Venice Under the Yoke of France and of Austria: With Memoirs of the Courts, Governments, & People of Italy; Presenting a Faithful Picture of Her Present Condition, and Including Original Anecdotes of the Buonaparte Family, Volume 1
G. and W. B. Whittaker, 1824 - Genealogy - 711 pages
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actually amongst appear arts Austrian authority beautiful become body British buildings Buonaparte called cause CHAPTER character church civil common condition conduct consequence considerable considered continued course court effect England English enter especially Europe fact foreign formed former France French friends German give given habit hand happened happy head human husband individuals inhabitants interest Italian Italy lady land laws least less live looking Madame manner matters means ment mind Napoleon native nature never noble observed occasion officers once palace persons political poor portion possession present Prince Quakers reader replied Republic residence respect rest rich Senate sent served short society Solari sovereigns speaking subjects suffered taken territories thing thousand tion took traveller Venetian Venice whole
Page 127 - That, chang'd through all, and yet in all the same ; Great in the earth, as in the ethereal frame ; Warms in the sun, refreshes in the breeze, Glows in the stars, and blossoms in the trees, Lives through all life, extends through all extent, Spreads undivided, operates unspent...
Page 228 - Jew. Hath not a Jew eyes ? hath not a Jew hands, organs, dimensions, senses, affections, passions ? fed with the same food, hurt with the same weapons, subject to the same diseases, healed by the same means, warmed and cooled by the same winter and summer, as a Christian is ? If you prick us, do we not bleed ? if you tickle us, do we not laugh ? if you poison us, do we not die ? and if you wrong us, shall we not revenge 1 if we are like you in the rest, we will resemble you in that.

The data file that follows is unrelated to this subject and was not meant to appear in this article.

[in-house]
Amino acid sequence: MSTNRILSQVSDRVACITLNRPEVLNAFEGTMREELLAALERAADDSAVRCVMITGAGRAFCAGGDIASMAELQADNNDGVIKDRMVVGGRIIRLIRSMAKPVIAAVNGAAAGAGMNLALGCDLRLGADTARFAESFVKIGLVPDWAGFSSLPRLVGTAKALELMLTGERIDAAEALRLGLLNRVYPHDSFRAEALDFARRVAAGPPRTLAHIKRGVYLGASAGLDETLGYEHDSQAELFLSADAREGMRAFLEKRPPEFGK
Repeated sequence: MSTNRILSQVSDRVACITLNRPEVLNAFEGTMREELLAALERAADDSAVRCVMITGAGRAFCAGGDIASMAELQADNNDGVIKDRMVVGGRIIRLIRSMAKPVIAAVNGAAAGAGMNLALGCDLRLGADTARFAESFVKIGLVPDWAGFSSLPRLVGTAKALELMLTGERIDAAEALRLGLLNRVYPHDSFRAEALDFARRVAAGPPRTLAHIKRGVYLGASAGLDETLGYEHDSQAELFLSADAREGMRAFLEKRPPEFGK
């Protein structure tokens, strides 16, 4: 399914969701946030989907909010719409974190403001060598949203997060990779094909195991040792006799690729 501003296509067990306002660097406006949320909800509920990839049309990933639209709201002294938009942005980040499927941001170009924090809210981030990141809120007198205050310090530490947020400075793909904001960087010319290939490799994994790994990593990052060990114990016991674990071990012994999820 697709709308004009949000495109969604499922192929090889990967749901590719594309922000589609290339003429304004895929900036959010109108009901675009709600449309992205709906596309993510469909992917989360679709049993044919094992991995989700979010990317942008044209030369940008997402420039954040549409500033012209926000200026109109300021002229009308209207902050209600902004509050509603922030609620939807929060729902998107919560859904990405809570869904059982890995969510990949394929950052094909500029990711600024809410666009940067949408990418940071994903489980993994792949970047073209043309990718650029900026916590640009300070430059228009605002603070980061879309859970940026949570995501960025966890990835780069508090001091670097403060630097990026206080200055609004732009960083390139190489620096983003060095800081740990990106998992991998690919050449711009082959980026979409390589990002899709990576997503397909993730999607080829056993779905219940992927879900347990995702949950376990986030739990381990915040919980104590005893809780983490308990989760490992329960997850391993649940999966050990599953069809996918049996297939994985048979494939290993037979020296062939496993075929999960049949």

Page 131 - Annual for me, the grape, the rose renew The juice nectareous, and the balmy dew; For me, the mine a thousand treasures brings; For me, health gushes from a thousand springs; Seas roll to waft me, suns to light me rise; My foot-stool earth, my canopy the skies.
Page xxv - Profuse of bliss, and pregnant with delight ! Eternal pleasures in thy presence reign, And smiling plenty leads thy wanton train ; Eas*d of her load subjection grows more light. And poverty looks cheerful in thy sight ; Thou mak'st the gloomy face of nature gay, Giv'st beauty to the sun, and pleasure to the day.
Page 120 - His gardens next your admiration call, On every side you look, behold the wall! No pleasing intricacies intervene, No artful wildness to perplex the scene: Grove nods at grove, each alley has a brother, And half the platform just reflects the other.
Page 228 - Christian is ? if you prick us, do we not bleed ? if you tickle us, do we not laugh ? if you poison us, do we not die ? and if you wrong us, shall we not revenge ? if we are like you in the rest, we will resemble you in that. If a Jew wrong a Christian, what is his humility ? revenge ; If a Christian wrong a Jew, what should his sufferance be by Christian example? why, revenge. The villainy, you teach me, I will execute ; and it shall go hard, but I will better the instruction.
Page 127 - Lives through all life, extends through all extent. Spreads undivided, operates unspent : Breathes in our soul, informs our mortal part. As full, as perfect, in a hair as heart; As full, as perfect, in vile man that mourns. As the rapt seraph that adores and burns: To him no high, no low, no great, no small ; He fills. he bounds, connects, and equals all.
Page x - He only is a useful traveller, who brings home something by which his country may be benefited ; who procures some supply of want, or some mitigation of evil, which may enable his readers to compare their condition with that of others, to improve it whenever it is worse, and whenever it is better to enjoy it.
Page ix - The greater part of travellers tell nothing, because their method of travelling supplies them with nothing to be told. He that enters a town at night and surveys it in the morning, and then hastens away to another place, and guesses at the manners of the inhabitants by the entertainment which his inn afforded him...
Page xxv - On foreign mountains may the sun refine The grape's soft juice, and mellow it to wine! With citron groves adorn a distant soil; And the fat olive swell with floods of oil! We envy not the warmer clime that lies In ten degrees of more indulgent skies; Nor at the coarseness of our heaven repine, Though o'er our heads the frozen Pleiads shine: 'Tis Liberty that crowns BRITANNIA'S Isle, And makes her barren rocks and her bleak mountains smile!